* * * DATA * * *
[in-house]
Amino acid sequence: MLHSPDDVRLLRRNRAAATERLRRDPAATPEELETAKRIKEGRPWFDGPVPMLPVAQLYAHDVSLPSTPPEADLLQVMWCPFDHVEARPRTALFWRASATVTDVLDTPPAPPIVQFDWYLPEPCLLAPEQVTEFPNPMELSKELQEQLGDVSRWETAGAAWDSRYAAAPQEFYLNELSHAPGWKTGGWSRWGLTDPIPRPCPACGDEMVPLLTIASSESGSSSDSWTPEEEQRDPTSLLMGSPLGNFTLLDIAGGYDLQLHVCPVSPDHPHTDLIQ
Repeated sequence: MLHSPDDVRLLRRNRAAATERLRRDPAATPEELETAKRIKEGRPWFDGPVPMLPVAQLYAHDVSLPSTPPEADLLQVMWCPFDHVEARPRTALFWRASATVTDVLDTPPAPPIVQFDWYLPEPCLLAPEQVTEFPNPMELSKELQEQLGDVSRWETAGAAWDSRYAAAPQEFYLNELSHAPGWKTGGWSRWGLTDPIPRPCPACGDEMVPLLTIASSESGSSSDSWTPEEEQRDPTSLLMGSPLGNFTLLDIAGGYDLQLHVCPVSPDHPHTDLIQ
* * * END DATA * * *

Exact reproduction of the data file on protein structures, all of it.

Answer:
[in-house]
Amino acid sequence: MLHSPDDVRLLRRNRAAATERLRRDPAATPEELETAKRIKEGRPWFDGPVPMLPVAQLYAHDVSLPSTPPEADLLQVMWCPFDHVEARPRTALFWRASATVTDVLDTPPAPPIVQFDWYLPEPCLLAPEQVTEFPNPMELSKELQEQLGDVSRWETAGAAWDSRYAAAPQEFYLNELSHAPGWKTGGWSRWGLTDPIPRPCPACGDEMVPLLTIASSESGSSSDSWTPEEEQRDPTSLLMGSPLGNFTLLDIAGGYDLQLHVCPVSPDHPHTDLIQ
Repeated sequence: MLHSPDDVRLLRRNRAAATERLRRDPAATPEELETAKRIKEGRPWFDGPVPMLPVAQLYAHDVSLPSTPPEADLLQVMWCPFDHVEARPRTALFWRASATVTDVLDTPPAPPIVQFDWYLPEPCLLAPEQVTEFPNPMELSKELQEQLGDVSRWETAGAAWDSRYAAAPQEFYLNELSHAPGWKTGGWSRWGLTDPIPRPCPACGDEMVPLLTIASSESGSSSDSWTPEEEQRDPTSLLMGSPLGNFTLLDIAGGYDLQLHVCPVSPDHPHTDLIQ